Following the impact of the COVID pandemic in 2020, patient engagement has become the focus area for more than half of healthcare chief information officers (CIOs). At the same time, patient portals have always been considered one of the most efficient tools for patient engagement.

Unfortunately, studies show that most active patient users, such as people with chronic conditions, are not always the ones who would most benefit from accessing their patient portal. One reason why is a lack of supplementary materials about test results and treatments. Typically, results or new treatment prescriptions are simply uploaded to the portal with the doctors expected to give explanations during the appointment—even though the ability to provide additional information within the portal is readily available. Fierce Healthcare listed supplementary information as one of the five essentials for patient portals back in 2012, and most healthcare software developers offer it as one of the basic features. Usually, it is configured as a library where a medical organization can store the material it sees fit.

In their “Pharma and the connected patient report,” Deloitte suggests that pharma-created portals can add to the patient experience, provide additional support to physicians, and positively impact population health. However, only 32% of patients trust pharma-developed apps. Therefore, when it comes to patient portal development, healthcare organizations and pharmaceutical companies should try working together to provide relevant and trustworthy information for patients, thus increasing the portal’s value and usage. In this article, we’ll explore the most viable ways in which pharma can make a patient portal engaging.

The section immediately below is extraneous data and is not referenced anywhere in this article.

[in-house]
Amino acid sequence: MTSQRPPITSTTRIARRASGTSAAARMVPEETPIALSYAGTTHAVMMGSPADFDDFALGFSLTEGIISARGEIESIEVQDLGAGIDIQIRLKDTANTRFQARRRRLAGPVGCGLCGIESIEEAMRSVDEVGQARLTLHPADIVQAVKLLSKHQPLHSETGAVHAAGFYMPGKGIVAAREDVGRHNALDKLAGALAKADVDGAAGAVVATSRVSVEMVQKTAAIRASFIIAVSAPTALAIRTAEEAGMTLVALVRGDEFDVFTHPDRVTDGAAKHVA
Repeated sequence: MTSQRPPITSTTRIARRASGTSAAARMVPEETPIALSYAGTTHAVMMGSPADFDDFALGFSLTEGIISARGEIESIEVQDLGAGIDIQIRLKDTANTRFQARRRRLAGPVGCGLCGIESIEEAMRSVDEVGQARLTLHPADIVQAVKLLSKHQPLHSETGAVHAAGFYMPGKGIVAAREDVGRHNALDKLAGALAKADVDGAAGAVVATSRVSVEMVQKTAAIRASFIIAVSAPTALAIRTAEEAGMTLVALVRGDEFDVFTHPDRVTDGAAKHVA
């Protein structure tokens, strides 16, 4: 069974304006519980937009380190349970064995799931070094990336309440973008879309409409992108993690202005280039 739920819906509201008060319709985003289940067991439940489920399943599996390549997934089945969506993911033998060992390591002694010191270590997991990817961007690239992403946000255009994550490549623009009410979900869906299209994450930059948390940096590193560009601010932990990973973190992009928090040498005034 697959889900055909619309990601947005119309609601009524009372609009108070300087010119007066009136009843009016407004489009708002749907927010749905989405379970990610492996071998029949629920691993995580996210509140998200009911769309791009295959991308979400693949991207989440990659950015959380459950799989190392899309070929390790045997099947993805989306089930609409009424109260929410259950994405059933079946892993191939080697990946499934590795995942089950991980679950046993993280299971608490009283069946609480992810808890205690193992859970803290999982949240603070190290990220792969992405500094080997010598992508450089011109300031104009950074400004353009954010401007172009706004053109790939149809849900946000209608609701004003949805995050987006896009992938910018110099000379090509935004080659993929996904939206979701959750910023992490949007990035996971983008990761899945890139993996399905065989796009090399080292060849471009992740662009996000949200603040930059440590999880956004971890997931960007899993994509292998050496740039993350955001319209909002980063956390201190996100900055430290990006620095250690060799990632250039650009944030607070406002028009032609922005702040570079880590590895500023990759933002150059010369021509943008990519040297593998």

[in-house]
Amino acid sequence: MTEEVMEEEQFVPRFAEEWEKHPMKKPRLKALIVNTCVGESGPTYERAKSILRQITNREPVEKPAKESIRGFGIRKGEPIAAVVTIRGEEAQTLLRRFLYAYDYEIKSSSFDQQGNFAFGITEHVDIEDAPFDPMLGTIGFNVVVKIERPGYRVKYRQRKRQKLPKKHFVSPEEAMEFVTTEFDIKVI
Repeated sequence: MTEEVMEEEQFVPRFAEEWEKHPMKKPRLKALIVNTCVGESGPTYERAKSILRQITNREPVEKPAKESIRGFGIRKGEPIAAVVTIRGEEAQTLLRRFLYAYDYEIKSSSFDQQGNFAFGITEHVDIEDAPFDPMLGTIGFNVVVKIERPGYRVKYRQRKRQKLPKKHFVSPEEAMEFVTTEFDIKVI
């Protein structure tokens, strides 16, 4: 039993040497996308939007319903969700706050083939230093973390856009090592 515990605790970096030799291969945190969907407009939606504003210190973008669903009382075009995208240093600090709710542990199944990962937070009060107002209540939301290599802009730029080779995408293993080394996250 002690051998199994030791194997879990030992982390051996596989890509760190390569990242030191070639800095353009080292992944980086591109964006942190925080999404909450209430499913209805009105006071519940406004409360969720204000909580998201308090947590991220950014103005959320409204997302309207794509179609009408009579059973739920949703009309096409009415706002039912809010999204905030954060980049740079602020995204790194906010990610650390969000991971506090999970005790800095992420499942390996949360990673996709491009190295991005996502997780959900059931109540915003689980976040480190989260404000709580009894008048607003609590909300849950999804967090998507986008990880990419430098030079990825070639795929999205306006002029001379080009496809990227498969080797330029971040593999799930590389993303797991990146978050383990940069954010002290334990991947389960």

Explaining Medication Action

The success of the treatment depends largely on the consistency of the treatment plan and the patient’s adherence to it, which is especially true for chronic illnesses. Yet, patients frequently disregard their physician’s recommendations and stop taking medication mid-way. The most common reasons listed for such a decision include the high cost of the medication, seeing no results, feeling better, etc. Some patient portals and their complementary mobile apps have an option to remind patients to take or refill their prescription, but as practice shows, this is not enough.

As it turns out, 43% of physicians believe pharmaceutical companies do a bad job with their digital resources. Healthcare professionals are in great need of quality educational materials, yet it can seem like most pharmaceutical companies prefer running ads instead. This distrust between medical personnel and pharma companies ultimately influences patients’ opinions.

Supplementing a prescription with an explanation of why the treatment should be continuous may help dispel the erroneous belief that a patient can quit it at any time. More information on how the medication works written in an easy-to-understand way and also placed in a patient portal where it is visible and easily accessible can add more transparency and strengthen the trust between the patients and pharmaceutical companies.

Providing Alternative Treatment Suggestions